Quite frequently I see people confused what table locks reported by SHOW INNODB STATUS really mean. Check this out for example:

This output gives us an impression Innodb has taken table lock on test/t1 table and many people tend to think Innodb in fact in some circumstances would abandon its row level locking and use table locks instead. I’ve seen various theories ranging from lock escalation to using table locks in special cases, for example when no indexes are defined on the table. None of this is right.

In fact Innodb uses Multiple Granularity Locking and there is always lock taken on the whole table before individual locks can be locked.
Such locks are called intention lock, hence abbreviation IX = Intention eXclusive. Intention locks do not work the same way as table locks – Intention exclusive lock does not prevent other threads taking intention shared or even intention exclusive locks on the same table.

What does Intention mean ? Just what it says. If Innodb sets intention exclusive lock on the table this means it plans to lock some of the rows in exclusive mode. What would these be used for ? They are used to be able to handle operation on the whole table – for example to drop the table you need to lock it exclusively.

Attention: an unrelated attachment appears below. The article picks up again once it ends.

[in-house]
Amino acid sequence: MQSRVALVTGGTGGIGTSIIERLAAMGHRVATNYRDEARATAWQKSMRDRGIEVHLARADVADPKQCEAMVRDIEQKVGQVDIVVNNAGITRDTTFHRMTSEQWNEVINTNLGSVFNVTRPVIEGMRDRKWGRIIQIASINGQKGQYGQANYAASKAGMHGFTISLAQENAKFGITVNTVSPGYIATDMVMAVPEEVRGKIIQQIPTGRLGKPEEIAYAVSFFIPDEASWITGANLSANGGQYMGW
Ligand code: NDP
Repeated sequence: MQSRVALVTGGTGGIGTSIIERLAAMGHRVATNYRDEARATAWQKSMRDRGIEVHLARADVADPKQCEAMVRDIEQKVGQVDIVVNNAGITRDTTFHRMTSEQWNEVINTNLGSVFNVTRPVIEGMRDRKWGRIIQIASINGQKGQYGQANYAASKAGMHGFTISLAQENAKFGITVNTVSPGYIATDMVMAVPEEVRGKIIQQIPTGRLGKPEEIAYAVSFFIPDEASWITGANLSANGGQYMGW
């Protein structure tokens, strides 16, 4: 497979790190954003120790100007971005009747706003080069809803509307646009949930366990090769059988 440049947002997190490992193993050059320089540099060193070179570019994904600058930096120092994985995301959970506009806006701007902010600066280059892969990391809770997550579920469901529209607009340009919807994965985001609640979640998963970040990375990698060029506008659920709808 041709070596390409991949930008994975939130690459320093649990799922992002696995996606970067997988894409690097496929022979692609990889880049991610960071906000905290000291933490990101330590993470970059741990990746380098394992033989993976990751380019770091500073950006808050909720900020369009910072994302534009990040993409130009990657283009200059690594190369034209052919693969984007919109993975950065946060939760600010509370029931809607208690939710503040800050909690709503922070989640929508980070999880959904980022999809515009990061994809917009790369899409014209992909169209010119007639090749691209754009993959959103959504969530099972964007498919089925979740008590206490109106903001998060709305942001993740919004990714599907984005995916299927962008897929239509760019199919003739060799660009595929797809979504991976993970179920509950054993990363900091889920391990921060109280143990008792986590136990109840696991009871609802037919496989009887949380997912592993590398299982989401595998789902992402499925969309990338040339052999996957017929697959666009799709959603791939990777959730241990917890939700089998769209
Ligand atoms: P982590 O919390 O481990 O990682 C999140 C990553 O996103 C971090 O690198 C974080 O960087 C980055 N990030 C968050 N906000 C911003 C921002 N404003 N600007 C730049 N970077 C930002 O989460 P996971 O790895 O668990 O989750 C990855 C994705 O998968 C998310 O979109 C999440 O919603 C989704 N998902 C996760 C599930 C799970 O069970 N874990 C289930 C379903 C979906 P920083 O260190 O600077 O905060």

So do not worry intention table locks you may observe in SHOW INNODB STATUS output, they almost never would be cause of your lock waits or deadlocks.

Share this post

Comment (1)

  • martin


    I have a general (maybe stupid) question about MGL locking. For example, we have physical hierarchy db->table->row. I want modify row -> If I use MGL, put IX to DB, IX to table and X to row (as you shown). Can I use ony S and X locks? e.g. S lock on DB, X lock on table? => row cannot be inserted/deleted/updated/read. Or I can do S lock on DB, X lock on table, find row, X lock on row, unlock table, modify row. (I known, MGL come from predicate lock and its explanation is widely known [e.g. Gray: Transaction processing].


    June 8, 2010 at 12:00 am

Comments are closed.

Use Percona's Technical Forum to ask any follow-up questions on this blog topic.